Last night Adele ruled the Grammys. One could say the basis of her appeal is how her songs can make the tears flow.
Music undeniably has an impact on our emotions and can even evoke physiological reactions – like goose bumps and tears. Does this impact come from the lyrics or from the notes themselves? Psychologists have been trying to figure this out, and it turns out it’s the music, not the words. So if you’ve cried listening to Adele’s song “Someone Like You,” it’s not your fault. The Grammy-winning song has all of the signatures of emotionally provocative music.
In particular, Adele embellishes the song with unexpected notes called appoggiaturas, or grace notes. Appoggiatura means “a propping up.” Musically speaking, it is a note that is not essential to the harmony or the melody. The appoggiatura contrasts the melody and creates tension, according to musical psychologists. This tension is relieved when the singer returns to the melody and provides emotional relief to the listener.Then the tears start flowing.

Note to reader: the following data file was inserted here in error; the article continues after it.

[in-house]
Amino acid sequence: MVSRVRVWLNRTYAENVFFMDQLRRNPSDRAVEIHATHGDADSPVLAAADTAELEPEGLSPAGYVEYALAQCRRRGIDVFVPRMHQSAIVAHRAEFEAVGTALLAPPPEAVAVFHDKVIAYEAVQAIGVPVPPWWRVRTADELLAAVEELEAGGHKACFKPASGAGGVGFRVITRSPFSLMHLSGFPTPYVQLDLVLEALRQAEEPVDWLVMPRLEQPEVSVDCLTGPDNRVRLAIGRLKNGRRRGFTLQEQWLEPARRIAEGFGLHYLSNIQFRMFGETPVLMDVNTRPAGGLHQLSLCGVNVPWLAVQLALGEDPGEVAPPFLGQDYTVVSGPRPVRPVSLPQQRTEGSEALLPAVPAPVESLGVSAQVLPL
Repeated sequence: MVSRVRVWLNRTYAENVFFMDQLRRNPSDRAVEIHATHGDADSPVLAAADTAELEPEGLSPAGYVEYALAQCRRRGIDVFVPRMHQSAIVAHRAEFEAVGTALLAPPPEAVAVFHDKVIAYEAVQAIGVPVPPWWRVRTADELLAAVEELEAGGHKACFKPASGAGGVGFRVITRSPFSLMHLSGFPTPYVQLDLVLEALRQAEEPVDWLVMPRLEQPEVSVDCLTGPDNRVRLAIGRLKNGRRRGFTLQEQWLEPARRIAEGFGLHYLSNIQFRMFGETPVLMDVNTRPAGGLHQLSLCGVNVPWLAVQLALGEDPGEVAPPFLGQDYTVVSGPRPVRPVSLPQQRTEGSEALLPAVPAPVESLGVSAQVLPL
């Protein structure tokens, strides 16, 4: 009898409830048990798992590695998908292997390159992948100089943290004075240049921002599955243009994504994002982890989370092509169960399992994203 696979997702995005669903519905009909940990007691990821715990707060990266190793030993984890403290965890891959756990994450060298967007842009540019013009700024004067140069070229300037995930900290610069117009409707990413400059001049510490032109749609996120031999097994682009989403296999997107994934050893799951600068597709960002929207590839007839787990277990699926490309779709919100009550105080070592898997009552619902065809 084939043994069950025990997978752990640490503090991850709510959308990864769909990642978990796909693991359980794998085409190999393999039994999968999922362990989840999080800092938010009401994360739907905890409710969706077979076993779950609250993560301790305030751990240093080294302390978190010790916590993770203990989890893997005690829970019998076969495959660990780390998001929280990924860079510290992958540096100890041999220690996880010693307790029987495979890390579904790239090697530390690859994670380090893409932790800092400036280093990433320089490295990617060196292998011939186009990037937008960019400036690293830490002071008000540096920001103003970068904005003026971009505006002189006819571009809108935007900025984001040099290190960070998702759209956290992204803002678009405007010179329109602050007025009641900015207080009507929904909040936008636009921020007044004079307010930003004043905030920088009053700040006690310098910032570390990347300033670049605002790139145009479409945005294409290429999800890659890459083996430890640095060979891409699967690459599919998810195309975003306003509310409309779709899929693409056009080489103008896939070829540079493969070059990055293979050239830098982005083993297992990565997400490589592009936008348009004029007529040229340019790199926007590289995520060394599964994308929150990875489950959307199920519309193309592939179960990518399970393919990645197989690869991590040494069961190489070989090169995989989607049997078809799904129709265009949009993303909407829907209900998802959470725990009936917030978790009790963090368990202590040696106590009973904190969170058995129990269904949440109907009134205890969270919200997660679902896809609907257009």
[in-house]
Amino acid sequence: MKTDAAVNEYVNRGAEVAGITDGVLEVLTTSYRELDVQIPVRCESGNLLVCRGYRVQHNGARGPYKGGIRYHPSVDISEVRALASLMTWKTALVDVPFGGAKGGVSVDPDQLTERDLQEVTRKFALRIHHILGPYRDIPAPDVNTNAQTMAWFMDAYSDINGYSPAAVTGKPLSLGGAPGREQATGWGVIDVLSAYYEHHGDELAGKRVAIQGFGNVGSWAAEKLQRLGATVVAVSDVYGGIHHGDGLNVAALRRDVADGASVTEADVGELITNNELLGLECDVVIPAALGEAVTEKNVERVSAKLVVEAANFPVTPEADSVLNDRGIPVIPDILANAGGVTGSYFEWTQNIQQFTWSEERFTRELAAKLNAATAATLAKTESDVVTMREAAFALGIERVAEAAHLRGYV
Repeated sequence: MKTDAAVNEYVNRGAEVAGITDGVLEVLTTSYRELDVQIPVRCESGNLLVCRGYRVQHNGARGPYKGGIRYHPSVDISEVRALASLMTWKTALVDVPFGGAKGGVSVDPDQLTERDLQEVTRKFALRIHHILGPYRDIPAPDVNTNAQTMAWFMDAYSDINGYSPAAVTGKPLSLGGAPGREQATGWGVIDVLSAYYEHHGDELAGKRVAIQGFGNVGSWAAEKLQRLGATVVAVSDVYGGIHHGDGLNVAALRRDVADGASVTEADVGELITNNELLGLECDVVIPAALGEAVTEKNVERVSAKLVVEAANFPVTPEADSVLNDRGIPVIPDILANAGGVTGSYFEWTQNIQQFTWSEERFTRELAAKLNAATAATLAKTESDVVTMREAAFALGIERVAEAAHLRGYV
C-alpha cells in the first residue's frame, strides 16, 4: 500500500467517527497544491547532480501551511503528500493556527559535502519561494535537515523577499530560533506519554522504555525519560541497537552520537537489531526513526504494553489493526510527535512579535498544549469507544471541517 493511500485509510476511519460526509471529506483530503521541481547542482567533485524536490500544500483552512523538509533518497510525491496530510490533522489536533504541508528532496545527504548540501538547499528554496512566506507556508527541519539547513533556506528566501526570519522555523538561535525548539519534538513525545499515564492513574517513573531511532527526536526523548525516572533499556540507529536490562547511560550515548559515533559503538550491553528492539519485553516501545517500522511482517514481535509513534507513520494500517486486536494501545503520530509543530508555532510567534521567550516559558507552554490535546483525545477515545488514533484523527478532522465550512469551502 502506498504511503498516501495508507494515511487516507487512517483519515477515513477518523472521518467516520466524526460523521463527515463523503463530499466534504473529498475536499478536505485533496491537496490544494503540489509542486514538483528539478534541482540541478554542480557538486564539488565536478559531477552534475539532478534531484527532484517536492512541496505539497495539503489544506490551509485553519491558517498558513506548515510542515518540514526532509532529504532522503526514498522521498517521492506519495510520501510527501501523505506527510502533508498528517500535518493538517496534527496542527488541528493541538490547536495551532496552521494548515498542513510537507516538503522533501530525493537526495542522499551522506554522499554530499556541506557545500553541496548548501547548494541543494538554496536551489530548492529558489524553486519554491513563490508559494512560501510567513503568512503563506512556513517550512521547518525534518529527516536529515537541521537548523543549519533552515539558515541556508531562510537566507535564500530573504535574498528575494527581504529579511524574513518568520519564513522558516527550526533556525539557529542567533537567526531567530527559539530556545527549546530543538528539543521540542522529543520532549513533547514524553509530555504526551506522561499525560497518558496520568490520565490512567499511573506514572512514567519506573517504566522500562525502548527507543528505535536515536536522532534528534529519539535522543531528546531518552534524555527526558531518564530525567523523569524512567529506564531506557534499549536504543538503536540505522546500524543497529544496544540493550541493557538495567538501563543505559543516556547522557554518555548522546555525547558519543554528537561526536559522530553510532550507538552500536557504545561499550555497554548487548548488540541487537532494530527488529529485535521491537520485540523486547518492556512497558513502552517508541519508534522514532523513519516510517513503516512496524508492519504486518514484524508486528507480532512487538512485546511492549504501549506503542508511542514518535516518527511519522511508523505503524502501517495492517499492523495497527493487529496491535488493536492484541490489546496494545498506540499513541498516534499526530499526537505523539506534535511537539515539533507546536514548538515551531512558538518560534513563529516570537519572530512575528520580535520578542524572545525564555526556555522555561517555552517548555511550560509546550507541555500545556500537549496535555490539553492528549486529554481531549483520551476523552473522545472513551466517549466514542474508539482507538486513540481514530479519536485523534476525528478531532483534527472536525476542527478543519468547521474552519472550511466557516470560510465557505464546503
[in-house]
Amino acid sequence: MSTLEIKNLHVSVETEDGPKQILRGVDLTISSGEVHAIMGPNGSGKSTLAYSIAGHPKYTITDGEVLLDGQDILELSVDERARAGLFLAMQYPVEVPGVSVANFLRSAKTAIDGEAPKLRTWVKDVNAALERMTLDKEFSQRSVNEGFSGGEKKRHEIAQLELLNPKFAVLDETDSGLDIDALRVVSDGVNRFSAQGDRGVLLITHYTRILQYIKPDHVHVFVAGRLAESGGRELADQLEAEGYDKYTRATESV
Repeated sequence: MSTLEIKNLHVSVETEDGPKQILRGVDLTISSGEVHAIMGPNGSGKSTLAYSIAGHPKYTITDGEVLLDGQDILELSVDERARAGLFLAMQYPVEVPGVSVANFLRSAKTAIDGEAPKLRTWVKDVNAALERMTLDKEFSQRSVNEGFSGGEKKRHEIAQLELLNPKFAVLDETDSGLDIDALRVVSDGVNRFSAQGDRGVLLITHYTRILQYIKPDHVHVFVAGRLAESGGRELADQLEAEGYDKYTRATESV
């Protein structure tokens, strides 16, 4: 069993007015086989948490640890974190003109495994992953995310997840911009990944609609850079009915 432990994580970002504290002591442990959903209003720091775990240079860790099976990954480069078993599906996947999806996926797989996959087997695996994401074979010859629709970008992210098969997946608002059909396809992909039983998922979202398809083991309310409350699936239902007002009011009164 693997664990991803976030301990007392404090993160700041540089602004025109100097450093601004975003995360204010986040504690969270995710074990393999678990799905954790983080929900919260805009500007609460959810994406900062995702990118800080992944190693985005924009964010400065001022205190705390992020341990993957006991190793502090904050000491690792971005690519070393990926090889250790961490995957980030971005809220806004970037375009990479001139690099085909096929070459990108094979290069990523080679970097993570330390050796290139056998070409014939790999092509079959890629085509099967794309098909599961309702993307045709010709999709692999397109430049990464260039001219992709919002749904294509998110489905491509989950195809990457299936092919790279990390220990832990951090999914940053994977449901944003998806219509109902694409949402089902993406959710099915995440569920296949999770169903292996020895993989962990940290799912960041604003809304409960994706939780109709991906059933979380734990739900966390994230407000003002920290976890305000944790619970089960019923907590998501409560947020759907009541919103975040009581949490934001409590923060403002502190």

For a more in-depth analysis of the “Anatomy of a Tear Jerker” see this article at the Wall Street Journal.
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